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Dairies, dairy farms, and dairy products
REPORT OF THE HEALTH OFFICER.
HEALTH DEPARTMENT, DISTRICT OF COLUMBIA,
Washington, June 30, 1899. : GENTLEMEN: In compliance with the requirements of the act of June 11, 1878, under which the health department is at present organized, I have the honor to submit the following statement of its operations and of the condition of public health in the District of Columbia during the year ended June 30, 1999.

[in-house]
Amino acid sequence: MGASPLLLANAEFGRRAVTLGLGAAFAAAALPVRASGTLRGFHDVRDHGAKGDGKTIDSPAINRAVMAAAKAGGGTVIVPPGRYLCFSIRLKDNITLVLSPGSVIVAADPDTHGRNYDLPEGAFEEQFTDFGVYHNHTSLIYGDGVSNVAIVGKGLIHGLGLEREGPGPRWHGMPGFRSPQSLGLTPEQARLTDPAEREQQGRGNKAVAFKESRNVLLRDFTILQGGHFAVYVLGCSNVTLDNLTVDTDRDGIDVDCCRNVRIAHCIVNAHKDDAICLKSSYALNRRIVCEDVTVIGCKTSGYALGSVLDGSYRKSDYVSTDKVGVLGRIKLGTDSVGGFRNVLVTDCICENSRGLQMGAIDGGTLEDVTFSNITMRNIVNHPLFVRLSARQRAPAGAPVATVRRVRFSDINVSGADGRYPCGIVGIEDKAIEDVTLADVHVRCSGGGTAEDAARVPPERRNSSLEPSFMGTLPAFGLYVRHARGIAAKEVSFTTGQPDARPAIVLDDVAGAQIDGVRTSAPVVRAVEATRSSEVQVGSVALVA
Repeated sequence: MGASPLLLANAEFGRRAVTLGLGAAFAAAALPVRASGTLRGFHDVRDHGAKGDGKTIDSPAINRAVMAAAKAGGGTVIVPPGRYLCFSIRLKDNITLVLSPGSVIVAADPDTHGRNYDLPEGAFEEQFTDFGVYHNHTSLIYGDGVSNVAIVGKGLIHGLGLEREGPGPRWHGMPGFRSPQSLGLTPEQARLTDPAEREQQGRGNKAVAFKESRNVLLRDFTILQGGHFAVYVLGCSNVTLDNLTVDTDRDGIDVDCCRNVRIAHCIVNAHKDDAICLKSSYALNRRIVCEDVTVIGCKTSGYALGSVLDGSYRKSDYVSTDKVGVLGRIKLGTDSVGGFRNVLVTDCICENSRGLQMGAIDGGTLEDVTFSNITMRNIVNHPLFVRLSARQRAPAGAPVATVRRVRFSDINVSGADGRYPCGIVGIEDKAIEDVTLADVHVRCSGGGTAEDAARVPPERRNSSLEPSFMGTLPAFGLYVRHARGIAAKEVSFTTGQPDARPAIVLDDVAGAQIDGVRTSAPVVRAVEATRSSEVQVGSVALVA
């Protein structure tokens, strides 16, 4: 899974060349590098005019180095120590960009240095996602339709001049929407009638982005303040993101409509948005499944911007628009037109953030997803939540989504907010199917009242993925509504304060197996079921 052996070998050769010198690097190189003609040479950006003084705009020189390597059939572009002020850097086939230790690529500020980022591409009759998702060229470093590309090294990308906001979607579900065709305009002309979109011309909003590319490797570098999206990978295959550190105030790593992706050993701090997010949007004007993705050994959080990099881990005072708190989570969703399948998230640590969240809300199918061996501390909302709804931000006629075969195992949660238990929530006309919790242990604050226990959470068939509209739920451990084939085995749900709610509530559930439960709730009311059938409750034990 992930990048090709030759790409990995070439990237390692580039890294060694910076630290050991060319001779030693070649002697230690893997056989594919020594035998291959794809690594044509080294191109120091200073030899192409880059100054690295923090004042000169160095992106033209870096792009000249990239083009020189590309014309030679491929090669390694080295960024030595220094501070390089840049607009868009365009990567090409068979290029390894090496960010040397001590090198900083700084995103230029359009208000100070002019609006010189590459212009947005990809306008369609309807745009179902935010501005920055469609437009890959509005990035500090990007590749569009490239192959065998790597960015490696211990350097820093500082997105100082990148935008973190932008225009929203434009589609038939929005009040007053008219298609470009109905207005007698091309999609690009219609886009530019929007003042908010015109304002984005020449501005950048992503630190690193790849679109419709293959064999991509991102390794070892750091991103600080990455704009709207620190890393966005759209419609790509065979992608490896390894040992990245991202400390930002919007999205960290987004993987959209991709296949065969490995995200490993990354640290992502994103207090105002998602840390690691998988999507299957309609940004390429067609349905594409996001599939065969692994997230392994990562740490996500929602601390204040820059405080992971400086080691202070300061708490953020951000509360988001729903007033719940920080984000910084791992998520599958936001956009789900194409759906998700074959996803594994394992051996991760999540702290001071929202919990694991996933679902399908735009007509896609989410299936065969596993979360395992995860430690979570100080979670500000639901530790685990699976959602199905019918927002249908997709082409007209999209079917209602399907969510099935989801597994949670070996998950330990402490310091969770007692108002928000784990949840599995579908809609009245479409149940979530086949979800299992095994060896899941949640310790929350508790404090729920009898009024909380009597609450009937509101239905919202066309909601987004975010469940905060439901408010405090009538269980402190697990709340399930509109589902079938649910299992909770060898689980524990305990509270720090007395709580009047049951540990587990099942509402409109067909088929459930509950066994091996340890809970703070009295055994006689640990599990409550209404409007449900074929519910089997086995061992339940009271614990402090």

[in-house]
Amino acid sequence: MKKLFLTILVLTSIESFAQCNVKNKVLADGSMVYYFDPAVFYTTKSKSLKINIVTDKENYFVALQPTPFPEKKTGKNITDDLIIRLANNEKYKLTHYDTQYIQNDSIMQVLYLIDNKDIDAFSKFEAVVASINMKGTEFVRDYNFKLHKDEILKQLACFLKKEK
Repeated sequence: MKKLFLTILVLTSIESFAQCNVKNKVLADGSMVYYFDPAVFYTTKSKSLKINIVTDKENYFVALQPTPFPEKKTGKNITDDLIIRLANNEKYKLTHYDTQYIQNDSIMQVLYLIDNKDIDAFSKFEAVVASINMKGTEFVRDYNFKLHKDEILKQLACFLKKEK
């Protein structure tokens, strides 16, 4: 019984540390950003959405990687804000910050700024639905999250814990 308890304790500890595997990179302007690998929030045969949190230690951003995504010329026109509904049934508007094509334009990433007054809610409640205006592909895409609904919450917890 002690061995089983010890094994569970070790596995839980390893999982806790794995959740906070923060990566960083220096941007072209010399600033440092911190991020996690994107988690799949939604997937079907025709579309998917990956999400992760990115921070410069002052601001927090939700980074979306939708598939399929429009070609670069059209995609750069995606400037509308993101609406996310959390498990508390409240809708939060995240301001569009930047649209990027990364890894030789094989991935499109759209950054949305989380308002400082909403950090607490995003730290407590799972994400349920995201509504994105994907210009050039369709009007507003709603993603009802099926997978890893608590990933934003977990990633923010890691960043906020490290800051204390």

In the absence of a census during the period covered by this report, it has been necessary to compute such ratios as are based upon the number of inhabitants upon the estimated population. This estimate has been made by determining the average annual rate of increase between the two most recent police censuses, applying the ratio thus obtained to the enumeration made in April, 1897, and averaging the result with the population as estimated on the basis of the school enrollment. The figures thus obtained show that the population of the District of Columbia in December, 1898, the middle of the fiscal year, was as follows: Whites, 198,432; colored, 89,030; total, 287,462. Assuming the distribution by sex to correspond with the average of the police censuses of 1892, 1894, and 1897—viz, males, 47.31 per cent, and females, 52.69 per cent—the male population was 135,998 and the female 151,464. In order to estimate the number of children under 1 year and under 5 years of age, it is necessary to refer to the United States census of 1890, for the enumerations by the police department do not include such data. The proportion of white children less than 1 year old to the entire white population, as shown by the United States census, was 1.87 per cent; the proportion of those less than 5 years old was 8.60 per cent. Of the colored population, 2.08 per cent was less than 1 year old, and 9.25 per cent less than 5 years. The estimated juvenile population is, therefore, as follows: